Truman Charts America’s Course for Civil Rights
To the astonishment of many, including many in his own party, President Truman made one of the most significant decisions in U.S. history for the advancement of racial equality that set the course for civil rights for the rest of the century. On July 26, 1948, President Truman issued Executive Orders 9980 and 9981 to mandate the desegregation of the federal workforce and the Armed Forces.
“The world needs to know about this man from Missouri who did so much for this country and whose name must be placed among those who’ve done the most for racial equality in America,” said Rep. Emanuel Cleaver II, who was instrumental in initiating the Truman Statue project. Cleaver proudly represents Missouri’s 5th congressional district – the district of Harry Truman’s hometown of Independence, Mo.
“President Truman’s decision to eliminate racial discrimination within America’s armed forces and federal workforce was a true display of moral leadership – and a monumental contribution to the American Civil Rights movement,” added Cleaver. “He stepped forward and placed himself directly in the line of fire – even putting his reelection in jeopardy. But he did what was right and necessary for the U.S. to carry the mantle as the world’s leader in the cause of democracy and human rights. For that, I’m pleased he will make his return to the U.S. Capitol to inspire the next generation of Americans to defend the sacred values of democracy, freedom and equality for all.”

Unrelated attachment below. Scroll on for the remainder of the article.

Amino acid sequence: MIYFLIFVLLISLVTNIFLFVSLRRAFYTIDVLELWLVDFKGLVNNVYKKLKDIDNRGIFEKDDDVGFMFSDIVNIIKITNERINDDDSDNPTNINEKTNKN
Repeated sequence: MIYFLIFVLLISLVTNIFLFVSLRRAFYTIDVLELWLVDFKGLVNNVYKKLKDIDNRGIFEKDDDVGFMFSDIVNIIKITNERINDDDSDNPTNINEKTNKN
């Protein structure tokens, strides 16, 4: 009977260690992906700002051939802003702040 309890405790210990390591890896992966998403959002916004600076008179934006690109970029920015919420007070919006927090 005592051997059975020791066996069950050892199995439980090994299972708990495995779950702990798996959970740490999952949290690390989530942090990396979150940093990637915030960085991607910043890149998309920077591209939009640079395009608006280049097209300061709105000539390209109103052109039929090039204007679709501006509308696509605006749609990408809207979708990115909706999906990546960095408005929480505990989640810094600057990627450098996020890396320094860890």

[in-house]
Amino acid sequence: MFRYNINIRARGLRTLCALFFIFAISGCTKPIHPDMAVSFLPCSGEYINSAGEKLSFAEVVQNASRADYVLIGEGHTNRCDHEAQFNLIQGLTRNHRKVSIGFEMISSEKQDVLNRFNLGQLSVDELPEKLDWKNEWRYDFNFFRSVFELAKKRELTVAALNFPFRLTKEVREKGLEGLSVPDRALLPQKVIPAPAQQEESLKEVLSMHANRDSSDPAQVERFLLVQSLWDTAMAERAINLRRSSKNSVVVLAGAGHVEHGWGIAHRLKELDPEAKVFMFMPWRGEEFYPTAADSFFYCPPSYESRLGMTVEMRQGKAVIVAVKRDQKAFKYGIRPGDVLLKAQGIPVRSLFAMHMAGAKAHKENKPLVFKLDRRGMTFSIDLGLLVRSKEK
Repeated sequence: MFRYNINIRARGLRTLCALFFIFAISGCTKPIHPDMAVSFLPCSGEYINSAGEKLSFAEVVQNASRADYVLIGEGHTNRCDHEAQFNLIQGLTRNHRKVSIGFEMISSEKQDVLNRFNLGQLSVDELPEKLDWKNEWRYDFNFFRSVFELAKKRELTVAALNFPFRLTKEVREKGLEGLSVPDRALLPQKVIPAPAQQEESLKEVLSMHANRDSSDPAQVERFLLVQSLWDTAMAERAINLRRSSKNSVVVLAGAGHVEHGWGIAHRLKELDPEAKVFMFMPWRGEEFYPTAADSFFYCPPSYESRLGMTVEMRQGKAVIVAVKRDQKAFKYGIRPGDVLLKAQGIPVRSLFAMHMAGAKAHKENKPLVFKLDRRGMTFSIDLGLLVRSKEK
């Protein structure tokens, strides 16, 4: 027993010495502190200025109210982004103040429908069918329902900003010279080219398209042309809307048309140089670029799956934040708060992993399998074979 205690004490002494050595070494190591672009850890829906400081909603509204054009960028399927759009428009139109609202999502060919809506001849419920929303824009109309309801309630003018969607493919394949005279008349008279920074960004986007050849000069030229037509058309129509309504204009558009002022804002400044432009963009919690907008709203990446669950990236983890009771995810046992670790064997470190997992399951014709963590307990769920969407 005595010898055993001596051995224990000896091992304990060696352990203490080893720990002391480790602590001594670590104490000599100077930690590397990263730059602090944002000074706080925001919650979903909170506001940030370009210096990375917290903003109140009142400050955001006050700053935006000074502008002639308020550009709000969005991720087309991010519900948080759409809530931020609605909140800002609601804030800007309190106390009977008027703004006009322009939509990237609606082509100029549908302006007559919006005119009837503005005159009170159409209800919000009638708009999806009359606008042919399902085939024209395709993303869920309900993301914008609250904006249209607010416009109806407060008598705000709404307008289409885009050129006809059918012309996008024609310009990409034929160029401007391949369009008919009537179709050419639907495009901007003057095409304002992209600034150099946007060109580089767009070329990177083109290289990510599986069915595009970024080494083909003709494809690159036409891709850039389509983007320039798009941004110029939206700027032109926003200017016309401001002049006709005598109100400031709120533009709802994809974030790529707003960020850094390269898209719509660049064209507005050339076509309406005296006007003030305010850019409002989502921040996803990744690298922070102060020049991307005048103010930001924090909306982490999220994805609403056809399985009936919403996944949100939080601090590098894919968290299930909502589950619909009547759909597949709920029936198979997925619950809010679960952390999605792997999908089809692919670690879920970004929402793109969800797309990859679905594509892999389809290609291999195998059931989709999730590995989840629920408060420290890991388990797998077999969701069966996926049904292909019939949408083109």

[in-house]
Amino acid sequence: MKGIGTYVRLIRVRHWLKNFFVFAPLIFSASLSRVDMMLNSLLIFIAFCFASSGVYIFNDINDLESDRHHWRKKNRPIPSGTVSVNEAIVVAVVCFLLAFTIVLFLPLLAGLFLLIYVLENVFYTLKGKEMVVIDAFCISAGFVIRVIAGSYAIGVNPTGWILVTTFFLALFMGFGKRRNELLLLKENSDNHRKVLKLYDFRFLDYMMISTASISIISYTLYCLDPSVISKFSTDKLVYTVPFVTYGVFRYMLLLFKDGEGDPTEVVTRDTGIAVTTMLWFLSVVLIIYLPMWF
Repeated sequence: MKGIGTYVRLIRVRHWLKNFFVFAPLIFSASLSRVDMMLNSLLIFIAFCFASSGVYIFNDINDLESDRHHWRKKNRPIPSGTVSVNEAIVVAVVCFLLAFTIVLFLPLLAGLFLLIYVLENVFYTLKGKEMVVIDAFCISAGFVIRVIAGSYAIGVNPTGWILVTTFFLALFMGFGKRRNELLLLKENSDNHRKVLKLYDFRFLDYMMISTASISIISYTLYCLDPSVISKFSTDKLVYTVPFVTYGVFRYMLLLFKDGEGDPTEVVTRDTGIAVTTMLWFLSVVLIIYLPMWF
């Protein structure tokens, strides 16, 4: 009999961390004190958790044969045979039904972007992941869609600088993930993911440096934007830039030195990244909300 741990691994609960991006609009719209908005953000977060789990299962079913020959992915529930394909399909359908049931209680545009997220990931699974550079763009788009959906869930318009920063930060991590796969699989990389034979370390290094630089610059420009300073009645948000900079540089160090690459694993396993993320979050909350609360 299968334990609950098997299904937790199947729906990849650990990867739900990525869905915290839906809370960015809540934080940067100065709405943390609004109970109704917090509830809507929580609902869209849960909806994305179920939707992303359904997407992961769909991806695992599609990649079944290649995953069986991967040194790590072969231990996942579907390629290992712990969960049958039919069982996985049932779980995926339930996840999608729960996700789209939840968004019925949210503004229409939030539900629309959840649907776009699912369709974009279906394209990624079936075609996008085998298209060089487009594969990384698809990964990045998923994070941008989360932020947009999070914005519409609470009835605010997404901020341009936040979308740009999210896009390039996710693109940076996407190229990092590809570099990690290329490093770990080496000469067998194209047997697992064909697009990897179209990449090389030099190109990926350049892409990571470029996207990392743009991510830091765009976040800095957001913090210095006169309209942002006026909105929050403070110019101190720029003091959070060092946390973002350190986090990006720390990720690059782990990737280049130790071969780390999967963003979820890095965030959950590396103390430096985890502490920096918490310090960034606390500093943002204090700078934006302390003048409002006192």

Truman Becomes 10th President in Capitol Rotunda
Representing the State of Missouri, the seven and half-foot bronze likeness of the 33rd president will stand atop a three-foot inscribed pedestal in the Capitol Rotunda, flanked by George Washington (1934, bronze) and Ulysses S. Grant (1899, marble), along with fellow commanders in chief lining the Rotunda:
• Thomas Jefferson (1834, bronze)
• Abraham Lincoln (1871, marble)
• James Garfield (1886, marble)
• Andrew Jackson (1928, bronze)
• Dwight David Eisenhower (2003, bronze)
• Ronald Wilson Reagan (2009, bronze)
• Gerald Ford (2011, bronze)